This is the part of the story where the horror manifests itself, but the movie appears to have taken the tack that the ghost is not real per se, but a reflection of the husband’s guilt. In other words, we’re dealing not with the supernatural but with the descent into madness. This might be all well and good if my copy was in English or I understood Japanese, but since neither is the case, I’m mostly stuck with trying to read between the lines of long conversations. Personally, I think horror fans will get much more satisfaction out of the 1956 version. Still, there are interesting touches here; I like the movie’s interest in doors (there are a lot of scenes involving them, enough so I did notice it), and one of the eerier moments is when a wood platform seemingly changes its direction in the water of its own accord. I did a little hunting around and found some plot descriptions that helped a little; much of the talk involves a blackmail scheme against the murderer, continued investigations on the wife’s disappearance, and the involvement of a man who was forced to help hide the bodies.

Yotsuya Kaidan (1949)

aka The Ghost of Yotsuya
Article 3251 by Dave Sindelar
Viewing Date: 5-14-2010
Posting Date: 7-9-2010
Directed by Keisuke Kinoshita
Featuring Kinuyo Tanaka, Ken Uehara, Haruko Sugimura
Country: Japan
What it is: Part of a Japanese ghost story

A man, hoping to end his financial troubles, is tempted to have his current wife murdered so he can marry into a rich family.

I almost sat through both parts of this movie in one sitting before it occurred to me to check if IMDB split it into two movies, and, lo and behold, they did. Since I use IMDB as my guide in such matters, I decided I would review each movie separately and write separate reviews. Though this puts me in the somewhat awkward position of reviewing only half of a story, that’s not the biggest problem I have here, since it’s another case where I’m watching a movie in a foreign language without English subtitles. Still, I wasn’t totally lost; I’ve seen two other versions of this story, so I know the basic gist of the story. This first half ends with the murder of the wife, so this half really ends before the fantastic content really sets in, though the death of the wife through a deforming poison is certainly on the horrific side. There are some interesting visual touches, but since ninety percent of the movie is involved with the various plot elements that require talking, it’s really not that engaging when watched without understanding the language. It’s also much less explicit than the other versions I’ve seen; you never get a clear look at the wife’s deformity, because the moments it’s on display are pretty fleeting.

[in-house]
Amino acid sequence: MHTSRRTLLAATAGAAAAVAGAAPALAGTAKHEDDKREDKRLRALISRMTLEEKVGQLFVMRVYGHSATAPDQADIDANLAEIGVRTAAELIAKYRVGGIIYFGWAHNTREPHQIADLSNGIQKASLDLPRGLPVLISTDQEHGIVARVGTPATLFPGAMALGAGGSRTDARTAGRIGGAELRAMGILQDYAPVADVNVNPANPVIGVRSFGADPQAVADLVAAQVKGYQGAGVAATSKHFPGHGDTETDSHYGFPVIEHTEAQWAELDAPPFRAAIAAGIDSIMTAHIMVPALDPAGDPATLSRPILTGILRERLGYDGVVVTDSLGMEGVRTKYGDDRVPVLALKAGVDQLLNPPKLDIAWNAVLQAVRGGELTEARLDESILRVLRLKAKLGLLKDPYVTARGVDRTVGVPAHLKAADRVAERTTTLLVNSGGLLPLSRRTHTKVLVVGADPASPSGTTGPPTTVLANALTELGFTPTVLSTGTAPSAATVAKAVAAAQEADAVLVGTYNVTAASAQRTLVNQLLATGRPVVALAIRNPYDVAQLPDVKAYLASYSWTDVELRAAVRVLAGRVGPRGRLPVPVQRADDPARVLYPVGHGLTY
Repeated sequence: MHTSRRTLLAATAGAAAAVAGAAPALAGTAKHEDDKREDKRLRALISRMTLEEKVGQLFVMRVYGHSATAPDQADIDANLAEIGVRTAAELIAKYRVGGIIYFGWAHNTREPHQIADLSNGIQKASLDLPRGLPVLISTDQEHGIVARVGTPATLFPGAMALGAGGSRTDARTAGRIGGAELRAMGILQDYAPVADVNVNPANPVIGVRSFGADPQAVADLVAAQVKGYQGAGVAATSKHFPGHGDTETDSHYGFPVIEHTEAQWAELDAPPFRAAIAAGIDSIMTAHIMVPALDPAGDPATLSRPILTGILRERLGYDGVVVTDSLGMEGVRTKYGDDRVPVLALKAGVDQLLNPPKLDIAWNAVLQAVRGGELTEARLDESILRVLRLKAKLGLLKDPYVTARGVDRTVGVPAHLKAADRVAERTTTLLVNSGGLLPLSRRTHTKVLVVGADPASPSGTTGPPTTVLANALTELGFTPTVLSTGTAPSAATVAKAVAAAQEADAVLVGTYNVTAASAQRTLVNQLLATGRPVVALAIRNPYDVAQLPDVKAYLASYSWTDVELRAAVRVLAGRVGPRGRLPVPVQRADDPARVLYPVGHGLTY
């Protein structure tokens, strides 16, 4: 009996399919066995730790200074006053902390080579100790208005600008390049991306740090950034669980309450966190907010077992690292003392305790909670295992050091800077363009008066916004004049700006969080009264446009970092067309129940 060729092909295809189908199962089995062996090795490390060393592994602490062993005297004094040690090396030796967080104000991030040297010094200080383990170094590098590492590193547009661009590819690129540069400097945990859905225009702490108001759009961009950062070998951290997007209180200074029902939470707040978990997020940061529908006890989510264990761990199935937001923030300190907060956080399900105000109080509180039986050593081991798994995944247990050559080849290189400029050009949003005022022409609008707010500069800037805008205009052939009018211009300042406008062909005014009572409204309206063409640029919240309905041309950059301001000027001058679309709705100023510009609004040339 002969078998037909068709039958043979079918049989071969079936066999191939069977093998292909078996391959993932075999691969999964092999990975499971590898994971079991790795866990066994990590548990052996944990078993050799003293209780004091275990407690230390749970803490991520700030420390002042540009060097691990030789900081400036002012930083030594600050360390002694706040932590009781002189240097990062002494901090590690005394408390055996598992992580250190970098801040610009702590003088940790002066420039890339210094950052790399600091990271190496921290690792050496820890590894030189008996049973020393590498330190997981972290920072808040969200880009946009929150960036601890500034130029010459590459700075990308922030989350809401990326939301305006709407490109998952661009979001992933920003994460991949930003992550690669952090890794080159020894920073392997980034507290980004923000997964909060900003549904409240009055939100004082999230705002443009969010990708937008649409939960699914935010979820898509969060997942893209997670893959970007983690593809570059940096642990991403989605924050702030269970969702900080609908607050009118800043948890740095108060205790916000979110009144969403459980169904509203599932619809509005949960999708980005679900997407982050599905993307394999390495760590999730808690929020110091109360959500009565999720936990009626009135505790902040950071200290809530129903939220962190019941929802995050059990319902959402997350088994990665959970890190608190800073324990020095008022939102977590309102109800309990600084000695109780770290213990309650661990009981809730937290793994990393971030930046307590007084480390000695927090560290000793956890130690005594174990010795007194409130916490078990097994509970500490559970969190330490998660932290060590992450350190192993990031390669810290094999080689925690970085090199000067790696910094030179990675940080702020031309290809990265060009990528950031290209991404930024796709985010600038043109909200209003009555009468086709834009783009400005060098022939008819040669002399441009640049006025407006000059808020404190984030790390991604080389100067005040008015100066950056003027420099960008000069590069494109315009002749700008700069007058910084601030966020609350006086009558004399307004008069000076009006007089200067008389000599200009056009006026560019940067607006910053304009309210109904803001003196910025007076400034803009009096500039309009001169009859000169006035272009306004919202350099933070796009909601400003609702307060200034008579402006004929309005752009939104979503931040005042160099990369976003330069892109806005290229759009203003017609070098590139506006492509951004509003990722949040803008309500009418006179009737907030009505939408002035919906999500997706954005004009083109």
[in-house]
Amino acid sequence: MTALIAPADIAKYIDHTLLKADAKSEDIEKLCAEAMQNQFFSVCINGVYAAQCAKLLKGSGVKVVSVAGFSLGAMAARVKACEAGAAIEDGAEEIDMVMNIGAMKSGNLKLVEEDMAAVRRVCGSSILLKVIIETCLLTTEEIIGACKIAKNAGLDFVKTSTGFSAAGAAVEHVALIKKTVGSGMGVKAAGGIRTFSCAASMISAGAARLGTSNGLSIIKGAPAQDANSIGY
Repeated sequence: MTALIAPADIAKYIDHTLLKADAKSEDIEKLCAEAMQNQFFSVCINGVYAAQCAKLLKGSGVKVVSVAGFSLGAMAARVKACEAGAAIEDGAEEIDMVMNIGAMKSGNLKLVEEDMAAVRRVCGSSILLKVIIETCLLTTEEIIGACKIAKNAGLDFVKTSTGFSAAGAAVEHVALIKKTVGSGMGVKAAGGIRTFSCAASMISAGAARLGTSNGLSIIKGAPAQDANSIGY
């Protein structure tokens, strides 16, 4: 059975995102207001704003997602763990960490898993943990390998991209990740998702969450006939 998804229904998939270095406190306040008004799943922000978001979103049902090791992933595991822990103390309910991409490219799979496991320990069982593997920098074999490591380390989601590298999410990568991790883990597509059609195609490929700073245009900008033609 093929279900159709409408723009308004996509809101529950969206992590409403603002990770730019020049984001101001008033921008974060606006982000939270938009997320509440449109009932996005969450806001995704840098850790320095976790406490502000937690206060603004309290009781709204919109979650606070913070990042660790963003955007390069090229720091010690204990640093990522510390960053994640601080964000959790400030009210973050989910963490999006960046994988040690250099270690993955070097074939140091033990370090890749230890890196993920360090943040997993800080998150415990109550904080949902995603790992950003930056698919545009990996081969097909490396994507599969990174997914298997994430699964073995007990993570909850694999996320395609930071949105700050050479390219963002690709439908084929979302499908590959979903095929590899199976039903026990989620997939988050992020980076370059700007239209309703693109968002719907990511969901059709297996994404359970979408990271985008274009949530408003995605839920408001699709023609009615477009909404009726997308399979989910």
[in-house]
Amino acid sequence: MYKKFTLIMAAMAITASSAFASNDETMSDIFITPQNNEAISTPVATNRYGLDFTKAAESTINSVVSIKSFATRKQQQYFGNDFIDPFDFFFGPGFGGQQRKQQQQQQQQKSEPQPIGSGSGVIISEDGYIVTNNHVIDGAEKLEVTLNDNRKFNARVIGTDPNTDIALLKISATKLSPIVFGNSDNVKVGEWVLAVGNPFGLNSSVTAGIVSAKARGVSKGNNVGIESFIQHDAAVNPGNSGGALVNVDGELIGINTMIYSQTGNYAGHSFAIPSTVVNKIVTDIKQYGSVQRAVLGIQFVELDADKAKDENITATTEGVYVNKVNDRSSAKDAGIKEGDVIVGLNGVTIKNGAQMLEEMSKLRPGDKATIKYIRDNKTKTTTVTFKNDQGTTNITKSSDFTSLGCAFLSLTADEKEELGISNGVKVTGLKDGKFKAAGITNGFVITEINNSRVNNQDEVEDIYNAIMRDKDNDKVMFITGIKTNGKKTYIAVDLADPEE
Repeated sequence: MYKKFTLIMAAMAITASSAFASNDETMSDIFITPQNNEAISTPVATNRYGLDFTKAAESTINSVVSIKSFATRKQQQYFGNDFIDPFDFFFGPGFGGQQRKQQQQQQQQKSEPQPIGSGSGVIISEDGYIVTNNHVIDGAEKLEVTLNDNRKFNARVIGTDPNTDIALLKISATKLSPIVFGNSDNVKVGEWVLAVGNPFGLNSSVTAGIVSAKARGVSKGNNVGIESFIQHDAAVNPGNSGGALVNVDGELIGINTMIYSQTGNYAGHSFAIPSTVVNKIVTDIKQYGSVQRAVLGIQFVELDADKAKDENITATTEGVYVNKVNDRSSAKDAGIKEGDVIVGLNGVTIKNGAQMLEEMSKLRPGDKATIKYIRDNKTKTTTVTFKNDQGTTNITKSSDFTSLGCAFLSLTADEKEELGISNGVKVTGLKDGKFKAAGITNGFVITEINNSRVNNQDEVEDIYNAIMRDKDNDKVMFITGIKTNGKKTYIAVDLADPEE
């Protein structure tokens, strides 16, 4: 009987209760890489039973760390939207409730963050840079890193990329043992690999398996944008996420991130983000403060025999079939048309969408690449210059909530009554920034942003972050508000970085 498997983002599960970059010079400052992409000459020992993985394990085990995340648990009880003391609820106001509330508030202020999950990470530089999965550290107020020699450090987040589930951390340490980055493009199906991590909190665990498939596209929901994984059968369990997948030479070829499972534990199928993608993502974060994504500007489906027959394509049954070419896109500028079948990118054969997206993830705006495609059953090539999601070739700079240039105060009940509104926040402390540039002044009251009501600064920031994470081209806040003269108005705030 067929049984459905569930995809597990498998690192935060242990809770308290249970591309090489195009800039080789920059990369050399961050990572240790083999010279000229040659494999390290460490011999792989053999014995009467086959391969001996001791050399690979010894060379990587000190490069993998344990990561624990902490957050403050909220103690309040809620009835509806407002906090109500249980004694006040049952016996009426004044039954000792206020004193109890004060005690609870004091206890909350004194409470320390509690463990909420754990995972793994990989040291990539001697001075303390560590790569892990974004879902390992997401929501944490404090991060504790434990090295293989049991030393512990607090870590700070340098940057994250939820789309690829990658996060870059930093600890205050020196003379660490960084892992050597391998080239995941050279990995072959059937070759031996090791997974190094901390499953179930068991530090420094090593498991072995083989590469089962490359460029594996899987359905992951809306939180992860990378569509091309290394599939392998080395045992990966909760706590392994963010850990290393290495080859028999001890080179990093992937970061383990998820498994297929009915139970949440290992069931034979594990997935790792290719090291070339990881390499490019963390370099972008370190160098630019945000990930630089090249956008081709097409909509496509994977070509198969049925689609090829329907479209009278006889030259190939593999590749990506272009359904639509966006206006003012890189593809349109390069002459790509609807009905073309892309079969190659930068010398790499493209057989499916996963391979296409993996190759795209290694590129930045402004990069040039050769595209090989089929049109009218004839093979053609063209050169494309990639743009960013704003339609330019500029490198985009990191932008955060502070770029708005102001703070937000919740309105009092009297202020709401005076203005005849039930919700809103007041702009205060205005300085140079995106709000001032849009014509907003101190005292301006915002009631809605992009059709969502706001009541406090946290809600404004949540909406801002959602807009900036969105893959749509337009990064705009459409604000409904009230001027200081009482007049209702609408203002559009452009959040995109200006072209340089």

Still, I bet no one will be surprised what tomorrow’s movie will be now.

Yeti – il gigante del 20. secolo (1977)

aka Yeti: The Giant of the 20th Century
Article 3189 by Dave Sindelar
Viewing Date: 3-8-2010
Posting Date: 5-8-2010
Directed by Gianfranco Parolini
Featuring Antonella Interlenghi, Mimmo Craig, Jim Sullivan
Country: Italy
What it is: Italian attempt at KING KONG

A giant yeti is discovered entombed in a block of ice.

The worst Yeti movie? Not as long as prints of THE SNOW CREATURE can still be found. At least this one is endearingly goofy; some of the sillier scenes involve the Yeti combing the hair of the human woman he loves with the bones of a giant fish, his playing with an elevator like a yoyo, his strangulation of a man with his toes, his being framed for the murder of a scientist while suffering from pneumonia, and his revival scene, which for some reason requires that he be encased in his own private phone booth and suspended in the air by a helicopter. For such a big guy he seems pretty good at sneaking up on people, and at least it doesn’t slavishly follow the plot of its model, KING KONG. The movie’s most annoying element is its overbearing sentimentality, especially those involving a mute boy and his dog. The ending makes you wonder if they were planning a sequel.

Yellow Submarine (1968)

Article 3173 by Dave Sindelar
Viewing Date: 2-20-2010
Posting Date: 4-22-2010
Directed by George Dunning
Featuring the voices of The Beatles, Paul Angelis, John Clive
Country: UK / USA
What it is: Musical psychedelic adventure movie

When Pepperland is invaded by the music-hating Blue Meanies, one man escapes to call on the Beatles to help them rid Pepperland of the menace.

Director George Dunning had previously produced the animated TV series “The Beatles”, a show that was not a favorite of the group itself. Probably as a result, the group wasn’t initially thrilled with this project, and though they contributed four songs (none of which proved to be hits), they largely saw it as a way to fulfill their movie contract with United Artists, and didn’t even voice their own characters. However, they were so impressed with the results that they agreed to appear in a filmed epilogue in which they lead the audience in a sing-along of “All Together Now”.

When looking at the credits, I was surprised not to see the name of Peter Max, whose work was extremely similar to the visual style of this movie; it was Heinz Edelmann who was responsible for the wild psychedelic look of the movie. The plot is pretty standard stuff; the basic adventure story format is the type of thing that would work for your average sword-and-sandal movie. But then, the movie isn’t really about the plot; it’s about the music and the visuals. It’s fascinating to watch, though it does go on a bit too long. The movie is full of references, including ones to FRANKENSTEIN and KING KONG, as well as numerous ones to the Beatles themselves. The animation is on the limited side, but it would prove to be influential on the work of Terry Gilliam.